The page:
SF General Hospital says 115 staff members are off schedule pending vaccine status

SAN FRANCISCO (KGO) -- The White House COVID vaccinations coordinator says more healthcare workers across the country are choosing to get vaccinated influenced by vaccine mandates.

In California, hospital staff members had until September 30 to be fully vaccinated.

"Some did choose not to get vaccinated," said Dr. Chris Colwell, Chief of Emergency Medicine at Zuckerberg SF General Hospital.

At Zuckerberg San Francisco General Hospital there are 115 staff members who remain off the schedule. Those workers decided not to get vaccinated or did not report their vaccination status. Of that 115, ZSFG has 64 pending exemption requests.

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Dr. Colwell, Chief of the Emergency at SF General says the vast majority of hospital workers who were once hesitant chose to get the vaccine.

"It pushed a lot of people who were on the fence in the direction of doing that. It set a good precedent for what we are about, which is going to be first and foremost on patient safety. This is ultimately about patient safety," said Dr. Colwell.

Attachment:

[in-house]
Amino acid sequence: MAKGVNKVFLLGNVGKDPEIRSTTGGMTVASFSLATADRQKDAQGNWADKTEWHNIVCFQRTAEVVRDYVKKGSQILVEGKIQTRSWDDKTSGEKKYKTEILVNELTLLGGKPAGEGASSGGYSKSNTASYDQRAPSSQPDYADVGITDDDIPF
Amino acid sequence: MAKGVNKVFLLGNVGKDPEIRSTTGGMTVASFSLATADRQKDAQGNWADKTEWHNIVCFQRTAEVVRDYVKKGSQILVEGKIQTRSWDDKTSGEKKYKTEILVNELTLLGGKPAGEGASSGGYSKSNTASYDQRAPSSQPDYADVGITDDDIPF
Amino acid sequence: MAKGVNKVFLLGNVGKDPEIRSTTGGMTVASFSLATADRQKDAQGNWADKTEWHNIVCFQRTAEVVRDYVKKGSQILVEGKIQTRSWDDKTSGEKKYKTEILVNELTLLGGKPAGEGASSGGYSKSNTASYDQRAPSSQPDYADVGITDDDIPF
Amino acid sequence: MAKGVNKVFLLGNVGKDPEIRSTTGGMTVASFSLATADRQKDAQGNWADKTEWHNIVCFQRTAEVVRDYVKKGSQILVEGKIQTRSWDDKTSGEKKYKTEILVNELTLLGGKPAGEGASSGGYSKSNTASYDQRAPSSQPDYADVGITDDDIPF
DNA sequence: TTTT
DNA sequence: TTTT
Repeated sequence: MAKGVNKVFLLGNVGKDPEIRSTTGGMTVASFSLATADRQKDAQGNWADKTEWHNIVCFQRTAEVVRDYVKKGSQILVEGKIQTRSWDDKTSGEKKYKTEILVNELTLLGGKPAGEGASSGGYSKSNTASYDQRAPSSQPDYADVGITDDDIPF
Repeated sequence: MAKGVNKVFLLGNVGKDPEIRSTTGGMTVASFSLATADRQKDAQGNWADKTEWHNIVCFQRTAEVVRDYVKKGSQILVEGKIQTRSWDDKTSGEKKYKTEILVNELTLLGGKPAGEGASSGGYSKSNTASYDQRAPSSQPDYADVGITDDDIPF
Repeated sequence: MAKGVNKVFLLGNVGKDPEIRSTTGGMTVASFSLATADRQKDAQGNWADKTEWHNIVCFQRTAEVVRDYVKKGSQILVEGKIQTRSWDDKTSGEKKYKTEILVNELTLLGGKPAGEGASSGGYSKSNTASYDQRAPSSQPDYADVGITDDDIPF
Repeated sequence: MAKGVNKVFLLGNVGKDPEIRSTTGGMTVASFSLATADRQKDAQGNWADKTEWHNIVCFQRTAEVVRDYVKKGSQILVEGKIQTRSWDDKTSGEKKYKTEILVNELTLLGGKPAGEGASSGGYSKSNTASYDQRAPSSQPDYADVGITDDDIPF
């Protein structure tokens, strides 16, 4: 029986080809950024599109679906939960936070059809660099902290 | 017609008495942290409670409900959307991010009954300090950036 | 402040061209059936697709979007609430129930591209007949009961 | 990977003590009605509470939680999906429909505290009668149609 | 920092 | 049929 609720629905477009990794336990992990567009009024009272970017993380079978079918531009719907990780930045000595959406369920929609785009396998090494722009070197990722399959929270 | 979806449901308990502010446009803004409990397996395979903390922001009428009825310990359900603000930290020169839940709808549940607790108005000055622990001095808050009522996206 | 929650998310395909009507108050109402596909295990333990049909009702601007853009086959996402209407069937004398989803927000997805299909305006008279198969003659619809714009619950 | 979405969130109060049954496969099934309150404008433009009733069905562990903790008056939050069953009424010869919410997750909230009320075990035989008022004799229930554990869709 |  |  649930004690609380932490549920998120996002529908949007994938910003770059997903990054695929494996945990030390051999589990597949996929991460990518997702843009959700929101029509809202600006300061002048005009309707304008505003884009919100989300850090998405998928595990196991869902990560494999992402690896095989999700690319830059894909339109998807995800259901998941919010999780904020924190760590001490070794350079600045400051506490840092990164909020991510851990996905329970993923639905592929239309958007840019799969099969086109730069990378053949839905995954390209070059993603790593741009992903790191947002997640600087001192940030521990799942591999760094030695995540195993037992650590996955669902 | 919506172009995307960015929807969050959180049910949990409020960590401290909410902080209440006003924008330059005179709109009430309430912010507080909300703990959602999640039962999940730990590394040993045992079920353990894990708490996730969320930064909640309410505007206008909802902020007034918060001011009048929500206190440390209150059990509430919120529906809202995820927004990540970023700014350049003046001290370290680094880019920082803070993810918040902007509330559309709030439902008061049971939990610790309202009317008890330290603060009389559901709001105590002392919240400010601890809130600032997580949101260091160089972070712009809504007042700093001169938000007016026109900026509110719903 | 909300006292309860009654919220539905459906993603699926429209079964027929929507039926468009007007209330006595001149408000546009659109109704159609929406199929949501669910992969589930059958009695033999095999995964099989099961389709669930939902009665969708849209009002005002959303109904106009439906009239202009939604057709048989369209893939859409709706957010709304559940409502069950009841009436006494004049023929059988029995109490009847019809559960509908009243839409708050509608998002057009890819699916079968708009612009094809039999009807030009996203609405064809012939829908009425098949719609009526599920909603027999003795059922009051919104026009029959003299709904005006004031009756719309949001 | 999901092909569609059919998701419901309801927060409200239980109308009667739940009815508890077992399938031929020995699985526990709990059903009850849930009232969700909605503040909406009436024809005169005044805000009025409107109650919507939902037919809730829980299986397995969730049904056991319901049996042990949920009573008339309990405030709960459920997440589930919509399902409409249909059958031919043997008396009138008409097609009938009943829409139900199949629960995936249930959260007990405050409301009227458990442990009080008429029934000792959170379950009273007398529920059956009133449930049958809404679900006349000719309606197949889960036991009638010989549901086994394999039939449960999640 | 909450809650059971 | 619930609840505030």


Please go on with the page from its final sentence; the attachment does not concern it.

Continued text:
President Biden's vaccination plan projects to mandate vaccines to almost 100 million people including healthcare workers.

"If you work for institutions that receive Medicare or Medicaid funding, CMS is working on a rule that will also require vaccines for those workers. This covers about 17 million workers in this country," said Dr. Bechara Choucair, White House COVID Vaccinations Coordinator.

RELATED: Pandemic exhaustion causing some nurses to leave emergency departments as 4th COVID surge approaches

Dr. Choucair says they're tracking vaccination numbers in California and New York where it's officially mandated for healthcare workers to be fully vaccinated.

"If you are a company with 100 employees or more then it's your responsibility to make sure that every one of these employees is either vaccinated or getting tested at least once weekly," said Dr. Choucair.

Dr. Colwell was concerned the vaccine mandate would add stress to staffing shortage they are experiencing.

"We are still struggling with the nurse shortage again. We are certainly seeing that. I was very worried that this would make it worse but it does not seem to have made it worse," said Dr. Colwell.

Another factor impacting staffing shortages in hospitals across the country is 18 months of the pandemic. Dr. Colwell says medical staff has exhausted medical workers who in some cases are leaving the industry as a whole.

VACCINE TRACKER: How California is doing, when you can get a coronavirus vaccine

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